Based on our experience tasting and learning about the company, it’s clear that they’re going above and beyond to honor her and Thomas’s vision.
The Distillery: Tours and Cocktail Hour(s)
You can find Southern Grace’s spirits in ABC Stores throughout much of North Carolina and even stop by their mess hall-turned-gift shop for a cocktail.
To really learn about this place, its background, and the people behind it, you have to join a tour. From Tuesday to Saturday, three tours are available (12:00 pm, 2:00 pm, and 3:30 pm).
For more info, check our “Quick Guide” at the end of this post.
The Whiskey Prison Tour
When you arrive at the distillery (130 Dutch Rd, Mount Pleasant, NC 28124), park your car and head up to the guard shack. That’s where you’ll need to check-in for your tour.
You’ll be directed to the former prison chapel where there are fun props to use for your own silly photos. The tour guide will share some background info about Southern Grace, North Carolina spirits’ history, and more with you.
After the chapel, you’ll head outside toward their production facility, which holds their stills and some memorabilia. The owners pay tribute to veterans throughout this part of the facility. There are some interesting things to see beyond their products here.
Then, you’ll head through a music-filled cell block and take a look at the many barrels that sit there. Finally, you’ll move onto the gift shop for your free tasting and end the tour.
Sonic Aging: The Music of Whiskey Prison
The moment you pull onto Dutch road, you’ll hear the sounds of a rocking party. Bass guitar might be thumping and accompanied by familiar lyrics soaring through the air.
And when you park your car, the sounds may rattle your windows. During the tour, you’ll realize that party blasting Queen or some other rock band is inside a barrel-filled cell block.
That’s because they are employing a technique called “sonic aging,” which only one-fifth of US distilleries use to vibrate the bourbon inside the barrels.
When tasting Southern Grace’s creations, you’ll find that this method adds to that rough-around-the-edges feel needed for a prison distillery. The loud thumping vibrates the bourbon in each barrel so it can flow in and out of the charred oak, giving the liquor its distinctly smooth flavor.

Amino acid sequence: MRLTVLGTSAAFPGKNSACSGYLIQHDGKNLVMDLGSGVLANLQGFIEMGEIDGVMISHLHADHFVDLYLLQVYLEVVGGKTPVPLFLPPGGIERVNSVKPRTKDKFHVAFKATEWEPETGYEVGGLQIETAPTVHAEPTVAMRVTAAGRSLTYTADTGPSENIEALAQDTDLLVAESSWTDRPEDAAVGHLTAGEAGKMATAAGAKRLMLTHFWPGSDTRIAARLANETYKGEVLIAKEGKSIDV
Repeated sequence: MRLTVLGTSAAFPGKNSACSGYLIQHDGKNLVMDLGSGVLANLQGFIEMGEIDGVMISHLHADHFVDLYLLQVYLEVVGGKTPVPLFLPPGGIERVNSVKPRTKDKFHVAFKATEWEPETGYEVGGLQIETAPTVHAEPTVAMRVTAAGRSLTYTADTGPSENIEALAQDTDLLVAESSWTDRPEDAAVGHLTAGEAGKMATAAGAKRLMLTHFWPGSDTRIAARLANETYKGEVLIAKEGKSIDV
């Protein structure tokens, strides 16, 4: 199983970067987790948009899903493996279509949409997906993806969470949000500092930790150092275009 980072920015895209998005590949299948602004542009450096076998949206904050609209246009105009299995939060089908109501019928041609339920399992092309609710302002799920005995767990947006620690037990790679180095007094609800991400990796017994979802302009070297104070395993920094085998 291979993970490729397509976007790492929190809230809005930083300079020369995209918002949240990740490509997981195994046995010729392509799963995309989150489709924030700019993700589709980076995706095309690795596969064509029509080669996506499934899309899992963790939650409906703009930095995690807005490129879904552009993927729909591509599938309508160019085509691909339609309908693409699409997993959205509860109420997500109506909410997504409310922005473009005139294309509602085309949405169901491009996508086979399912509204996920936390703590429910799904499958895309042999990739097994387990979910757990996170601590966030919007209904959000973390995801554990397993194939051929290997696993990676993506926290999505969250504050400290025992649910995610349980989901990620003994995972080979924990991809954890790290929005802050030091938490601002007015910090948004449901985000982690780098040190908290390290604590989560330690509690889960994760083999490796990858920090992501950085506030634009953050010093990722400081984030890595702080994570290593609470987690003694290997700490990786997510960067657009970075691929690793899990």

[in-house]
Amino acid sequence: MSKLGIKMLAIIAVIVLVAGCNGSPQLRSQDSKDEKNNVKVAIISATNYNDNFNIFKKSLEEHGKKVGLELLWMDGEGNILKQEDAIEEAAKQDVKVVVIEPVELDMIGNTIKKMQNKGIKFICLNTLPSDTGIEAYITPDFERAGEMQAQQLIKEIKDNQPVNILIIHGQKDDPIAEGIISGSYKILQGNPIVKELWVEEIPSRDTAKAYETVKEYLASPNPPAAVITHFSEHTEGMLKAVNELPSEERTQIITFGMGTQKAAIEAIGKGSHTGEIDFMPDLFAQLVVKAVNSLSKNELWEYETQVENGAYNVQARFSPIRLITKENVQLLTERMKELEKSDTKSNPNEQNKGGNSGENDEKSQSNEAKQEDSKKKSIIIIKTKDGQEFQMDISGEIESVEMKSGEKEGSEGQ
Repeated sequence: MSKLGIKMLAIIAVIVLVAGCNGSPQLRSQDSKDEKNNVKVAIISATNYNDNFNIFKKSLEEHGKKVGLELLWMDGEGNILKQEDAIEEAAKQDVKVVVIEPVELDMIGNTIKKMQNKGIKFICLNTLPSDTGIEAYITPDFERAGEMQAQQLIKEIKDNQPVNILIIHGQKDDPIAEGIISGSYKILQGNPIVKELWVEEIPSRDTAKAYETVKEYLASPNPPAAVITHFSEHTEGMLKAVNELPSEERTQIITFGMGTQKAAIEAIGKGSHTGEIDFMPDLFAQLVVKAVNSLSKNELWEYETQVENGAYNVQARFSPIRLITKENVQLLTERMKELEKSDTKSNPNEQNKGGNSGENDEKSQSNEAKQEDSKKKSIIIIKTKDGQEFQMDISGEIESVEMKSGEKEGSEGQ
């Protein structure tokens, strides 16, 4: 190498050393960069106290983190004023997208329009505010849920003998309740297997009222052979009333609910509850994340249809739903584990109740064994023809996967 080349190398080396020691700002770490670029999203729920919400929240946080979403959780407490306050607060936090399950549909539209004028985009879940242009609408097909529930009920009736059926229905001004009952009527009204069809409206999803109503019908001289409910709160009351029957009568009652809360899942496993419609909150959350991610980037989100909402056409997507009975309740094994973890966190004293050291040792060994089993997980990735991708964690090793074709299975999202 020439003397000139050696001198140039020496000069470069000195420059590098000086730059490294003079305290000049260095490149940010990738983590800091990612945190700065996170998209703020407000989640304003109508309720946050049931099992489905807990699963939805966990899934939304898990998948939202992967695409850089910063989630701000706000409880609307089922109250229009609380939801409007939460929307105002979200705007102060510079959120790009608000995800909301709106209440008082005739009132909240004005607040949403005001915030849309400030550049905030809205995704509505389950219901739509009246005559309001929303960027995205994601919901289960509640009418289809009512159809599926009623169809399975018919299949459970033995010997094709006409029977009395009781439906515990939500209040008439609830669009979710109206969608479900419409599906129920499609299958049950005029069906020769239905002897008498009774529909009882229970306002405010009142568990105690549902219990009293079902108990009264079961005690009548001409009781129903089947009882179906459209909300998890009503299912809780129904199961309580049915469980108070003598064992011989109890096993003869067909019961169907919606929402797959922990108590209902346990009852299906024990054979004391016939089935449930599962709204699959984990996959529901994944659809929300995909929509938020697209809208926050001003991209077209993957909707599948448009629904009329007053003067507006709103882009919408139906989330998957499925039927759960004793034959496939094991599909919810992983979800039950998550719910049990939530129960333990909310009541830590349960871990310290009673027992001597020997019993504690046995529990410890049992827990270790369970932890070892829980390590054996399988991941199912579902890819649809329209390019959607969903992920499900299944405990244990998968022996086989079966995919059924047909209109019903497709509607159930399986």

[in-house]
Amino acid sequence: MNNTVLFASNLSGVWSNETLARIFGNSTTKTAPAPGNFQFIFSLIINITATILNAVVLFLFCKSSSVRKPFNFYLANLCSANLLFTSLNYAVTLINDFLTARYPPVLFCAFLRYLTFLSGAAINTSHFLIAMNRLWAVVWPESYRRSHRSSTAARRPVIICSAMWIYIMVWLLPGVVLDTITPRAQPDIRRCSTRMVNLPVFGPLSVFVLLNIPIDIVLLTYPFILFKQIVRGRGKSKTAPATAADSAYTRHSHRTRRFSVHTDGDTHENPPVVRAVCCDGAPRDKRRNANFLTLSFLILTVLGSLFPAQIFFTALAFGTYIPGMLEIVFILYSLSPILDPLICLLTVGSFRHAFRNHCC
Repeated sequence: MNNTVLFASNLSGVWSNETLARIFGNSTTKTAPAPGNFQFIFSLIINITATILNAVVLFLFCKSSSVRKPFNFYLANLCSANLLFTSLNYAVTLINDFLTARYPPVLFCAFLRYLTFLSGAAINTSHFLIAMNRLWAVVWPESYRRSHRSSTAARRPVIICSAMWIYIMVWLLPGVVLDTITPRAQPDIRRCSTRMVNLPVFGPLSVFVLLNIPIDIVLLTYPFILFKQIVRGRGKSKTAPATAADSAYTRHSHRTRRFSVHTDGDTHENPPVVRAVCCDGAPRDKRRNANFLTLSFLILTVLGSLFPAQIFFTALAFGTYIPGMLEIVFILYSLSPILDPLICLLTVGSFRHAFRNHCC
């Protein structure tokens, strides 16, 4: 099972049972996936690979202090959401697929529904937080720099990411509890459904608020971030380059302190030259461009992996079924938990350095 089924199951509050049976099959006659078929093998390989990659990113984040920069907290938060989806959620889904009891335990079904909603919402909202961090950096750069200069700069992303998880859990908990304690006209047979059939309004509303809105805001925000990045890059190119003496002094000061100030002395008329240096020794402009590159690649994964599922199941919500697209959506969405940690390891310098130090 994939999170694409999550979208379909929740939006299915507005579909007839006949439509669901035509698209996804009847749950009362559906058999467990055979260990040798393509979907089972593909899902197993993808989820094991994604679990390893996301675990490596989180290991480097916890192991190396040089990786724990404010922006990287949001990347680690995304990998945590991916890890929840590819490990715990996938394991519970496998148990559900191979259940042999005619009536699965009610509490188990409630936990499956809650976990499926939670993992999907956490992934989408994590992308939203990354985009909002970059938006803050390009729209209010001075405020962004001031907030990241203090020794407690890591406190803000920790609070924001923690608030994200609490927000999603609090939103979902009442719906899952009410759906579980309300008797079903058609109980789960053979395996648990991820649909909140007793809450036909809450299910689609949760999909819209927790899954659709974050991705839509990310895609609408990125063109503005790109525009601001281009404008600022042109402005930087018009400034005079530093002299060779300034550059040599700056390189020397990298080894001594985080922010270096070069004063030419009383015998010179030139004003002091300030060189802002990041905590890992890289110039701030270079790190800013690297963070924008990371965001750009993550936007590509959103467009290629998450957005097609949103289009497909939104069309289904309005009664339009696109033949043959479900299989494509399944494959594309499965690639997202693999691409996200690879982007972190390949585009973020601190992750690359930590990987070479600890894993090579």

And Southern Grace’s neighbors don’t have to worry, as the beats only get blasted during daytime hours. It’s definitely a unique touch and hopefully, someday, the DJ will take our requests.
The Results: Tasty Conviction
The sonic-aged liquor that comes out of the music-blasted barrels is the smooth and sippable “Conviction.” The process starts with a sour mash and is followed by two years of rocking out. It is then bottled at 105-proof.
And we’re not the only ones who like Conviction, as it’s won a variety of accolades, including “Best Bourbon Under Four Years” at the New Orleans Bourbon Festival. This is by far one of our favorite North Carolina bourbons.
Sun Dog 130 and More
As we mentioned earlier, Conviction isn’t the only liquor that Southern Grace Distilleries produces. The award-winning “Sun Dog 130,” among others, forms the rest of the lineup.
Sun Dog 130 is a 130-proof clear whiskey made from 88 percent corn and 12 percent malted barley. The “130” in the name comes not only from the proof but also from the Southern Grace’s address, 130 Dutch Road.
Sun Dog comes in two additional flavors—Lemonade and Apple Dumplin’. “Zero Dark 130” is the last of the clear liquors. This one is similar to Sun Dog but at a lower alcohol content.
Ready to Visit Southern Grace Distilleries?
Southern Grace Distilleries has been around for just a few years but it is clear that this place is a mainstay. By honoring the past through its recipes and use of technology to take its creations into the future, this is truly an iconic North Carolina distillery.
And while it may seem eerie to walk through a former prison, especially considering how it held prisoners just about a decade ago, we highly recommend the tour.
If you don’t have the time, at least stop by the gift shop for a cocktail or to take home a bottle or two of Conviction.